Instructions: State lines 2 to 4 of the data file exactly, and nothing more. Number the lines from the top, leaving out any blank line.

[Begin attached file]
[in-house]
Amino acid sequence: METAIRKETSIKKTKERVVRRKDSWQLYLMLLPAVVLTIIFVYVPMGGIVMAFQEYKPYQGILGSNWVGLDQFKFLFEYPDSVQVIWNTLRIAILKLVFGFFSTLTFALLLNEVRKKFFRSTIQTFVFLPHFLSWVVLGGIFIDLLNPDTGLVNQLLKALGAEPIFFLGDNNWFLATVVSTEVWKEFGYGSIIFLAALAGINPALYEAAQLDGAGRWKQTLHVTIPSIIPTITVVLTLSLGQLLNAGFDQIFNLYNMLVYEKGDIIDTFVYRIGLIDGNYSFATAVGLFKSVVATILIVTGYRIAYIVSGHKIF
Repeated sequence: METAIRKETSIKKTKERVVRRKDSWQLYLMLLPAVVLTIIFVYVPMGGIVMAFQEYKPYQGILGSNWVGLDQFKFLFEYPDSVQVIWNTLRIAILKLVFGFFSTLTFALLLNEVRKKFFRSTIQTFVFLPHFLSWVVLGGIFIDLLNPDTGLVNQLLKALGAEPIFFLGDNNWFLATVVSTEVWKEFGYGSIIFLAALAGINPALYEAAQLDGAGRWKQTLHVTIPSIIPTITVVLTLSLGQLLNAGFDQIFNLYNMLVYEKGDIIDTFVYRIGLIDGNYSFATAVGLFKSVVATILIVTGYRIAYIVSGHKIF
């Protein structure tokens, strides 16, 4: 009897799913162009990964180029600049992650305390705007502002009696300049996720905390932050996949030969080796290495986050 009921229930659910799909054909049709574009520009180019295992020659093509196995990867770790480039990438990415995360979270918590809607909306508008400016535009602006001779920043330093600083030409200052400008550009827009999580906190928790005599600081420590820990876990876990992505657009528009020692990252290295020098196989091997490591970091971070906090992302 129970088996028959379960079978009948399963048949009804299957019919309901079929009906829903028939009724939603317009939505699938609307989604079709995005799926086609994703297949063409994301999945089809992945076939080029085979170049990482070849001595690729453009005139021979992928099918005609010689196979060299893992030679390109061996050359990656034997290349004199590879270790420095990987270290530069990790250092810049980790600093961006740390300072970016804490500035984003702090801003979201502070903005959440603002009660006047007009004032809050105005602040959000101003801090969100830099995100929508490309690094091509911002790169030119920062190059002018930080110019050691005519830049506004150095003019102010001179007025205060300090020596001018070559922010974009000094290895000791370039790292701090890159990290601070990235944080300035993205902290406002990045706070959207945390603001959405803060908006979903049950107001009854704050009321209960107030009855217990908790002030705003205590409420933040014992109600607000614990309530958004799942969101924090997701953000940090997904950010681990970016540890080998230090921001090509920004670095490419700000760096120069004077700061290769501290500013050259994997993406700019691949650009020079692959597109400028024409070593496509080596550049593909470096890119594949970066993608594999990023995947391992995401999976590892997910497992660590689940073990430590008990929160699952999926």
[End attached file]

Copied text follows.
Amino acid sequence: METAIRKETSIKKTKERVVRRKDSWQLYLMLLPAVVLTIIFVYVPMGGIVMAFQEYKPYQGILGSNWVGLDQFKFLFEYPDSVQVIWNTLRIAILKLVFGFFSTLTFALLLNEVRKKFFRSTIQTFVFLPHFLSWVVLGGIFIDLLNPDTGLVNQLLKALGAEPIFFLGDNNWFLATVVSTEVWKEFGYGSIIFLAALAGINPALYEAAQLDGAGRWKQTLHVTIPSIIPTITVVLTLSLGQLLNAGFDQIFNLYNMLVYEKGDIIDTFVYRIGLIDGNYSFATAVGLFKSVVATILIVTGYRIAYIVSGHKIF
Repeated sequence: METAIRKETSIKKTKERVVRRKDSWQLYLMLLPAVVLTIIFVYVPMGGIVMAFQEYKPYQGILGSNWVGLDQFKFLFEYPDSVQVIWNTLRIAILKLVFGFFSTLTFALLLNEVRKKFFRSTIQTFVFLPHFLSWVVLGGIFIDLLNPDTGLVNQLLKALGAEPIFFLGDNNWFLATVVSTEVWKEFGYGSIIFLAALAGINPALYEAAQLDGAGRWKQTLHVTIPSIIPTITVVLTLSLGQLLNAGFDQIFNLYNMLVYEKGDIIDTFVYRIGLIDGNYSFATAVGLFKSVVATILIVTGYRIAYIVSGHKIF
């Protein structure tokens, strides 16, 4: 009897799913162009990964180029600049992650305390705007502002009696300049996720905390932050996949030969080796290495986050 009921229930659910799909054909049709574009520009180019295992020659093509196995990867770790480039990438990415995360979270918590809607909306508008400016535009602006001779920043330093600083030409200052400008550009827009999580906190928790005599600081420590820990876990876990992505657009528009020692990252290295020098196989091997490591970091971070906090992302 129970088996028959379960079978009948399963048949009804299957019919309901079929009906829903028939009724939603317009939505699938609307989604079709995005799926086609994703297949063409994301999945089809992945076939080029085979170049990482070849001595690729453009005139021979992928099918005609010689196979060299893992030679390109061996050359990656034997290349004199590879270790420095990987270290530069990790250092810049980790600093961006740390300072970016804490500035984003702090801003979201502070903005959440603002009660006047007009004032809050105005602040959000101003801090969100830099995100929508490309690094091509911002790169030119920062190059002018930080110019050691005519830049506004150095003019102010001179007025205060300090020596001018070559922010974009000094290895000791370039790292701090890159990290601070990235944080300035993205902290406002990045706070959207945390603001959405803060908006979903049950107001009854704050009321209960107030009855217990908790002030705003205590409420933040014992109600607000614990309530958004799942969101924090997701953000940090997904950010681990970016540890080998230090921001090509920004670095490419700000760096120069004077700061290769501290500013050259994997993406700019691949650009020079692959597109400028024409070593496509080596550049593909470096890119594949970066993608594999990023995947391992995401999976590892997910497992660590689940073990430590008990929160699952999926």